• This defines how the particles are spawned. If the minimum value is 5 then each second at least 5 particles will spawn. If the max is 100 then up to 100 can spawn per second. This is useful for effects like smoke which should fizzle out the longer it runs. so you can have it start or 20 particles per second and run down to 0. (This requires the duration graph to be used and will be covered later in this tutorial)
  • Life
    • This sets how long a particle will live for. If you set this to 1000 (1 second) the particle will last for 1 second then get removed. This is not 1 second from the start of the effect as a particle can be created at any time.
  • Life offset
    • This allows you to have a particle that starts part way through their life cycle. So particles that have a full life to live all the way down to particles that are just about to be killed off can spawn.
  • X-Offset
    • Adds an offset on the x axis to each particle. Negative values make particles spawn more to the left and positive values to the right.
  • Y-Offset
    • Adds an offset on the y axis to each particle. Negative values spawn more to the bottom and positive more to the top.
  • Spawn
    • This sets the shape of the area where particles can spawn.
  • Spawn Width
    • Sets the width of the spawn shape.
  • Spawn Height
    • Sets the height of the spawn shape.
  • Size
    • Sets the size of the particles.
  • Velocity
    • Sets the speed of the particles.
  • Angle
    • Sets the angle that the particles face. Only visible if velocity is set.
  • Rotation
    • Sets the rotation of the particle. Not very useful with the round default image.
  • Wind
    • Adds a force to move particles left or right to simulate the wind.
  • Gravity
    • Adds a force to move particle up or down to simulate gravity.
  • Tint
    • Colours the particles from left to right of the gradient defined.
  • Transparency
    • Sets the opacity of the particle over its lifetime.
  • Options
    • Allows you to change the properties of the Effect:
      • Additive: Additive blending on/off.
      • Attached: sets whether the particles move with the emitter or stay in the same place.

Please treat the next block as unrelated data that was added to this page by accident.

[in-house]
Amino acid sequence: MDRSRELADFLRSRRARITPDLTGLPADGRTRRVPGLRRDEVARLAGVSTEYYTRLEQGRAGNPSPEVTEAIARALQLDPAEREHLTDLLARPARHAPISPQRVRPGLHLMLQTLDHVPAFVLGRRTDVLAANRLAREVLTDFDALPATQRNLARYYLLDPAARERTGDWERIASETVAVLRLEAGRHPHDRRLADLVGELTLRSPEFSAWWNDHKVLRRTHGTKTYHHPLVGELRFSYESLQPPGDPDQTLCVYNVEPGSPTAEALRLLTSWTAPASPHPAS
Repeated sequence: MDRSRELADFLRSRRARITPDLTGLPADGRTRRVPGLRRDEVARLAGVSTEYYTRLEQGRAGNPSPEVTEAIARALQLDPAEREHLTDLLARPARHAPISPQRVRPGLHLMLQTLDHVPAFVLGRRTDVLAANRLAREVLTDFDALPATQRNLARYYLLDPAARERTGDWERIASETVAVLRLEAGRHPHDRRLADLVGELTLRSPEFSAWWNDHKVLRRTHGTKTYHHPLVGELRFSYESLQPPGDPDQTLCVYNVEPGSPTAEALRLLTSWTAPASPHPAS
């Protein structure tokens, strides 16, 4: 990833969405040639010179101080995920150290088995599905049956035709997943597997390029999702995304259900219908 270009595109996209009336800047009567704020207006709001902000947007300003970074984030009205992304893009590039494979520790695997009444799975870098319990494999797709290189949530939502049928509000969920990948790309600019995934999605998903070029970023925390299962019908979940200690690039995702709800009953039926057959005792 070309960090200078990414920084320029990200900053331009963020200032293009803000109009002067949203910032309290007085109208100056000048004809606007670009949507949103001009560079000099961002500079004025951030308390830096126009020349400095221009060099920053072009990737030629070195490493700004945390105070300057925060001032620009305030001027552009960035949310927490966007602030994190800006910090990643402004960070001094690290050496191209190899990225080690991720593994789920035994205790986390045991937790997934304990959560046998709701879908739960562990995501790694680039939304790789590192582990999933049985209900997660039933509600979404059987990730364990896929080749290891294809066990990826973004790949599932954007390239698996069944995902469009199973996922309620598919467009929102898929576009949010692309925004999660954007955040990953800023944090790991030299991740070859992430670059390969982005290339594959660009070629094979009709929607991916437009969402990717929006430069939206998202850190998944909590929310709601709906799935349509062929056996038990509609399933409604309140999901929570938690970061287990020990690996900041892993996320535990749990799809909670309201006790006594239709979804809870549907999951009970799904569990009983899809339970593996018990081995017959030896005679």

• Continuous: Should the effect loop or run once.
      • Aligned: Particles should rotate with the emitter on/off.
      • Premultiplied Alpha: Premultipled blending on/off.

Particle Effect Property Ranges

Most of the properties have a value box with a “>” button. This “>” button allows you to switch between a single value for a property to a range for a property. For example, the Duration property can be set to 1000 and the effect will always last one second. Now if we use the “>” button to add a second value box and then set this new box to 2000. The effect will now last between 1 second and 2 seconds. Each time the effect is created it could last 1 second, 1.01 seconds, 1.5 seconds up to 2 seconds. Why would you need this? well think of a fire, each fire looks different due to changes in temperature, wind, fuel etc so all fires look different. Adding this random values help add variety to our effects and make it look better.

Particle Effect Property Graph

Some properties have a graph which allows us to adjust the properties straighten over the lifetime of the particle. For this example, we will use the size property. Carrying on with our fire example we know that the lower the fire is to the fuel the bigger the flame is. As the flame gets higher away from the fuel it gets colder and has less fuel to burn so becomes smaller. To achieve this with the graph we set the low value to 0 and the high to 10. Then in the graph, we add a point on the left side at the top to say the particle should start off as size 10. then at the other end of our graph, we add a point at the bottom. This makes the particle get smaller and smaller the longer it lives so all particles will eventually disappear like a flame.

Now that we know how to use all the parts of the Particle Effect Editor we will make an effect. A common effect is a fire effect but this is the default effect so probably isn’t going to teach you anything. Let’s make a spell, purely because we can play with most of the different properties to make something pretty.

Creating our own Particle Effect